The stresses of summer holidays as a parent – the effects on you and parent anxiety
As a child, the summer holidays were that golden, long-awaited time of year – six weeks full of endless possibilities, sunshine and fun.
However, when you become a parent of school-age children, this time of year can bring its fair share of challenges and anxiety.
There will be some moments of relaxation and treasured family time, but sometimes this season can cause a lot of negative feelings to arise.
In this series of blogs, we will explore the effects and stresses that summer holidays can have on parents and offer some tips on how to navigate them.
Are summer holidays as a parent really that hard?
You may be reading this blog thinking that you are the only parent to feel this way.
In fact, that assumption couldn’t be further from the truth.
Here at The Therapy Room, we speak to a lot of parents, both as individuals and as couples, who have come to dread the summer holidays.
These days, juggling childcare and your own wellbeing is hard enough when the schools are open. So when they close, this can lead to a lot of people feeling overwhelmed and wondering how they will balance everything they have got going on.
Guilt and comparison
Theodore Roosevelt once said that “comparison is the thief of joy” and there has never been a truer saying.
It’s so easy nowadays, in a world driven by social media, to compare ourselves to others and to feel disheartened as a result.
In five minutes of scrolling through Instagram in the middle of August for example, you will see five-star holidays in the Caribbean, trips to theme parks, laughter, joy, and smiley family photos that look the picture of perfection.
What you don’t see however, are the bad days – the tears, the tantrums, the stress behind closed doors, the parents in the five-star suite close to breaking point. Because who posts those kinds of photos for the world to see?
A lot of parents often experience parent anxiety and guilt and compare themselves to others during the summer holidays. The pressure to create the “perfect” summer for their children, fuelled by social media and societal expectations, can lead to feelings of inadequacy and self-doubt.
- We all compare ourselves to others from time to time but try and make a conscious effort to remember that what you see online is a snapshot in time and not the whole story. You are doing your best for your child during the summer holidays and that’s all that matters.
- The idea of something being “perfect” doesn’t really exist and if you strive for a “perfect anything”, you are just opening yourself up to disappointment. Focus instead on creating meaningful experiences and treasured memories rather than trying to meet unrealistic standards. Embrace the imperfections and appreciate the joy in simple moments spent together as a family.
- Surround yourself with a supportive community of parents who understand and validate your efforts.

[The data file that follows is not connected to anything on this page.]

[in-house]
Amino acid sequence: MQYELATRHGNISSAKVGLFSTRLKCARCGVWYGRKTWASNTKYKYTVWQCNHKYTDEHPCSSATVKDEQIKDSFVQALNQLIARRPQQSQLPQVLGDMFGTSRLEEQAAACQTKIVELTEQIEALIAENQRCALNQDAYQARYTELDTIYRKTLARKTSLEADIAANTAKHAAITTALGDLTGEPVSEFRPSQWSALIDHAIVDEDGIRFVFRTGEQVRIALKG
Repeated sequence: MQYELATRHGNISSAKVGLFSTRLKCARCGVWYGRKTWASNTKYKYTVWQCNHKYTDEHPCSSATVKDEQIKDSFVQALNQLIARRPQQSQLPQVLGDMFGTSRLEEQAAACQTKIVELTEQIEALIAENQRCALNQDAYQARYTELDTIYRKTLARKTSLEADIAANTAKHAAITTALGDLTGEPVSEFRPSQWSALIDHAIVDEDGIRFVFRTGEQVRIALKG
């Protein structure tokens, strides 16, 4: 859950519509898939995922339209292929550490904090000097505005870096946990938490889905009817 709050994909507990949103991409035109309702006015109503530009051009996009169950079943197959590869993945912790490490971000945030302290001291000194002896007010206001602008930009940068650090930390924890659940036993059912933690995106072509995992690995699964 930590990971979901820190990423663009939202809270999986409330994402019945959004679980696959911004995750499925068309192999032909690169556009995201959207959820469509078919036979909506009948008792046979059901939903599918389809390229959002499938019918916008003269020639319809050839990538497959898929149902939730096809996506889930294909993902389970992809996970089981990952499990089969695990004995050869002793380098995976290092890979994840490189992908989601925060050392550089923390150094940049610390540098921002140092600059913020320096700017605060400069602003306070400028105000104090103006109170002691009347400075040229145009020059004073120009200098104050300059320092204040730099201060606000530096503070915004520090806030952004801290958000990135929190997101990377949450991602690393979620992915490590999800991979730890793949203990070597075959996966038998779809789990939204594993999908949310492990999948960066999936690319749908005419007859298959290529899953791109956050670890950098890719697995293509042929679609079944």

Limited “me time”
As a parent, it is hard enough to get “me time” when your children are at school, so having them home makes finding the time for self-care and personal pursuits even harder.
The lack of structure during the summer holidays can also disrupt a parent’s routine and without the usual support systems in place, your mental and physical wellbeing can suffer.
- Establishing a daily routine for your children, including set mealtimes and bedtimes, can provide structure and give you more predictable moments to relax and recharge.
- Make an effort to prioritise self-care by carving out time for yourself, even if it’s just a few minutes each day. Engage in activities that rejuvenate and energise you, such as reading, exercising, or pursuing hobbies.
- Meditation is also a great tool in the search for moments of inner-peace. Headspace and Calm are both particularly good apps with sessions on each ranging from quick one-minute resets to longer, more relaxed recordings.
How can therapy help?
The way you are feeling about the summer holidays is valid and if you come to therapy with the aim of getting help to navigate your way through this period, you will not be the only one to be doing so.
Here at the Therapy Room, we know that a “one-size-fits-all” approach doesn’t work which is why we spend time exploring your unique issues, in order to work on effective and long-lasting solutions.
We do this by providing a safe, non-judgmental and empathetic space and by offering the unique insight of a trained therapist that will help you make sense of your negative feelings and allow you to find solutions.
Remember that despite being a parent and having children who rely on you, you too deserve to feel happy and to enjoy living life.
If you are unsure about seeing a therapist, contact the Therapy Room for an initial chat. This will allow you to talk freely and openly about the issues you are experiencing and allows us to recommend a course of action.
Founder Jay L Pink Ad.Prof.Dip MBACP PC MNCS (ACC) established The Therapy Room to offer high quality, expert counselling and therapy services to people of all ages, as well as to couples for relationship and partner counselling and groups for corporate and family therapy. Jay’s commitment to anyone visiting The Therapy Room is to unconditionally respect values, lifestyle, background and beliefs, offering a discreet and professional service tailored to their needs.
Therapy is held either in-person at The Therapy Room in Northampton or online.
To organise a booking, please visit our bookings and payment page.